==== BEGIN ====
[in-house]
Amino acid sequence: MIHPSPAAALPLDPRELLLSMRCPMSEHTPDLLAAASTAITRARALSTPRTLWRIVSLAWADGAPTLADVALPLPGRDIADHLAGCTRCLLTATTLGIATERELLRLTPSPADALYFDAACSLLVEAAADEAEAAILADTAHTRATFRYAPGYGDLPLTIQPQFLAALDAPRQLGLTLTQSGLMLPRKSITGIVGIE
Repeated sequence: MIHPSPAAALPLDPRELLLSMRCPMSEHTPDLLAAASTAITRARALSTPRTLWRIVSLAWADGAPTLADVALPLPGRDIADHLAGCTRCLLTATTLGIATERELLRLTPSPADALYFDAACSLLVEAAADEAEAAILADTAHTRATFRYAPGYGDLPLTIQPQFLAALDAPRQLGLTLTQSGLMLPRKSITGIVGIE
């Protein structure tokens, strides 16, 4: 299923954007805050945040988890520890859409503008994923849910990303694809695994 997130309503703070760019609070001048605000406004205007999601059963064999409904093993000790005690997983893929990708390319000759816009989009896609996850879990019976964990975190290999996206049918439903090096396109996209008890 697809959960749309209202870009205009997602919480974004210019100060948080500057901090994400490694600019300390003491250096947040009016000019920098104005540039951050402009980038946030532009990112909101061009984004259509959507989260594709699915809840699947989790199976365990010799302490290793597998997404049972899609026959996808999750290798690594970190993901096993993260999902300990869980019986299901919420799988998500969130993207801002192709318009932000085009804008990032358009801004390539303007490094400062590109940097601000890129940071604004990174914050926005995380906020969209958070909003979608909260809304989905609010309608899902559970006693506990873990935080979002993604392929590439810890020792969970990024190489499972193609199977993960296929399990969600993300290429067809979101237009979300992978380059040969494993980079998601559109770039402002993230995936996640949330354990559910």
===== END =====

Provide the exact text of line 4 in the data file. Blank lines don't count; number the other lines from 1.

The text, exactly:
């Protein structure tokens, strides 16, 4: 299923954007805050945040988890520890859409503008994923849910990303694809695994 997130309503703070760019609070001048605000406004205007999601059963064999409904093993000790005690997983893929990708390319000759816009989009896609996850879990019976964990975190290999996206049918439903090096396109996209008890 697809959960749309209202870009205009997602919480974004210019100060948080500057901090994400490694600019300390003491250096947040009016000019920098104005540039951050402009980038946030532009990112909101061009984004259509959507989260594709699915809840699947989790199976365990010799302490290793597998997404049972899609026959996808999750290798690594970190993901096993993260999902300990869980019986299901919420799988998500969130993207801002192709318009932000085009804008990032358009801004390539303007490094400062590109940097601000890129940071604004990174914050926005995380906020969209958070909003979608909260809304989905609010309608899902559970006693506990873990935080979002993604392929590439810890020792969970990024190489499972193609199977993960296929399990969600993300290429067809979101237009979300992978380059040969494993980079998601559109770039402002993230995936996640949330354990559910």